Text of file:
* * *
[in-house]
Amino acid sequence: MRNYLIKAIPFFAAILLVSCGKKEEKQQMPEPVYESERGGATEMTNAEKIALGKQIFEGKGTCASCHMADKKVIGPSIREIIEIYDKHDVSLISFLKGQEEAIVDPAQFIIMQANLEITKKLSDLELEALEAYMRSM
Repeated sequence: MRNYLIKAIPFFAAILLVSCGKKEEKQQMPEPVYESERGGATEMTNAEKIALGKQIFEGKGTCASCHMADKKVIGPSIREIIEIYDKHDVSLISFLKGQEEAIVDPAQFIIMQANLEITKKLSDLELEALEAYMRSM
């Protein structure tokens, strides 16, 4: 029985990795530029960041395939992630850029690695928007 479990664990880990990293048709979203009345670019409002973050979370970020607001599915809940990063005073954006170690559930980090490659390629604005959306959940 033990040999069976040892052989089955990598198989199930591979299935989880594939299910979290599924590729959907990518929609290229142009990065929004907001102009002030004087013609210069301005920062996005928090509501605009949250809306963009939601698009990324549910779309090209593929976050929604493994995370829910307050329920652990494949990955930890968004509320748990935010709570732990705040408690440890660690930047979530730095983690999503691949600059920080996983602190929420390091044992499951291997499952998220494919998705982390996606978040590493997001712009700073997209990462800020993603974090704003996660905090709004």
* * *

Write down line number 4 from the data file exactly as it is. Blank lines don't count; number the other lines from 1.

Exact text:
């Protein structure tokens, strides 16, 4: 029985990795530029960041395939992630850029690695928007 479990664990880990990293048709979203009345670019409002973050979370970020607001599915809940990063005073954006170690559930980090490659390629604005959306959940 033990040999069976040892052989089955990598198989199930591979299935989880594939299910979290599924590729959907990518929609290229142009990065929004907001102009002030004087013609210069301005920062996005928090509501605009949250809306963009939601698009990324549910779309090209593929976050929604493994995370829910307050329920652990494949990955930890968004509320748990935010709570732990705040408690440890660690930047979530730095983690999503691949600059920080996983602190929420390091044992499951291997499952998220494919998705982390996606978040590493997001712009700073997209990462800020993603974090704003996660905090709004």